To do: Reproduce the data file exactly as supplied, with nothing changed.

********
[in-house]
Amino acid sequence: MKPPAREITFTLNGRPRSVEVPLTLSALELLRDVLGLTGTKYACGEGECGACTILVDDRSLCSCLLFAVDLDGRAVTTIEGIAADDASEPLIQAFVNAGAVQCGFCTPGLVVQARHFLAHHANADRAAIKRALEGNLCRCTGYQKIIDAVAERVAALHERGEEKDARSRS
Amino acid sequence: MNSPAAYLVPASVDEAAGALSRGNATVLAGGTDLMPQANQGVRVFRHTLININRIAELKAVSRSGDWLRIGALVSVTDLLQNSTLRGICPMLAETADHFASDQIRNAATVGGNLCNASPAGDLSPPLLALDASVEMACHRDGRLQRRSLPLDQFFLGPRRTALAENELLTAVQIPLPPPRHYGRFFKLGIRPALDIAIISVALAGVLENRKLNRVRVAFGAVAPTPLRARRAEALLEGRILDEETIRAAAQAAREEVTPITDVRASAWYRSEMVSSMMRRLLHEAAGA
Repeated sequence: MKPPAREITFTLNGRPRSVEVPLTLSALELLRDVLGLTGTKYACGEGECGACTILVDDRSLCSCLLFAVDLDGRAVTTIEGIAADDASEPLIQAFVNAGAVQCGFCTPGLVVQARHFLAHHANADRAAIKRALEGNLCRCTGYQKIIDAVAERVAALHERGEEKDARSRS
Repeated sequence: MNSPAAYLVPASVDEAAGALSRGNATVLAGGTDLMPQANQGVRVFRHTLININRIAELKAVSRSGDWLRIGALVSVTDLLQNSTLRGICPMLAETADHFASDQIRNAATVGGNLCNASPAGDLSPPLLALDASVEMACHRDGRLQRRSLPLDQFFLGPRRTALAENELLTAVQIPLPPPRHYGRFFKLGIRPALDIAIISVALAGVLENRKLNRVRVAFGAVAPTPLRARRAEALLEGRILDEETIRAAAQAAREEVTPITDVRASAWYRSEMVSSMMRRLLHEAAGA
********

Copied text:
[in-house]
Amino acid sequence: MKPPAREITFTLNGRPRSVEVPLTLSALELLRDVLGLTGTKYACGEGECGACTILVDDRSLCSCLLFAVDLDGRAVTTIEGIAADDASEPLIQAFVNAGAVQCGFCTPGLVVQARHFLAHHANADRAAIKRALEGNLCRCTGYQKIIDAVAERVAALHERGEEKDARSRS
Amino acid sequence: MNSPAAYLVPASVDEAAGALSRGNATVLAGGTDLMPQANQGVRVFRHTLININRIAELKAVSRSGDWLRIGALVSVTDLLQNSTLRGICPMLAETADHFASDQIRNAATVGGNLCNASPAGDLSPPLLALDASVEMACHRDGRLQRRSLPLDQFFLGPRRTALAENELLTAVQIPLPPPRHYGRFFKLGIRPALDIAIISVALAGVLENRKLNRVRVAFGAVAPTPLRARRAEALLEGRILDEETIRAAAQAAREEVTPITDVRASAWYRSEMVSSMMRRLLHEAAGA
Repeated sequence: MKPPAREITFTLNGRPRSVEVPLTLSALELLRDVLGLTGTKYACGEGECGACTILVDDRSLCSCLLFAVDLDGRAVTTIEGIAADDASEPLIQAFVNAGAVQCGFCTPGLVVQARHFLAHHANADRAAIKRALEGNLCRCTGYQKIIDAVAERVAALHERGEEKDARSRS
Repeated sequence: MNSPAAYLVPASVDEAAGALSRGNATVLAGGTDLMPQANQGVRVFRHTLININRIAELKAVSRSGDWLRIGALVSVTDLLQNSTLRGICPMLAETADHFASDQIRNAATVGGNLCNASPAGDLSPPLLALDASVEMACHRDGRLQRRSLPLDQFFLGPRRTALAENELLTAVQIPLPPPRHYGRFFKLGIRPALDIAIISVALAGVLENRKLNRVRVAFGAVAPTPLRARRAEALLEGRILDEETIRAAAQAAREEVTPITDVRASAWYRSEMVSSMMRRLLHEAAGA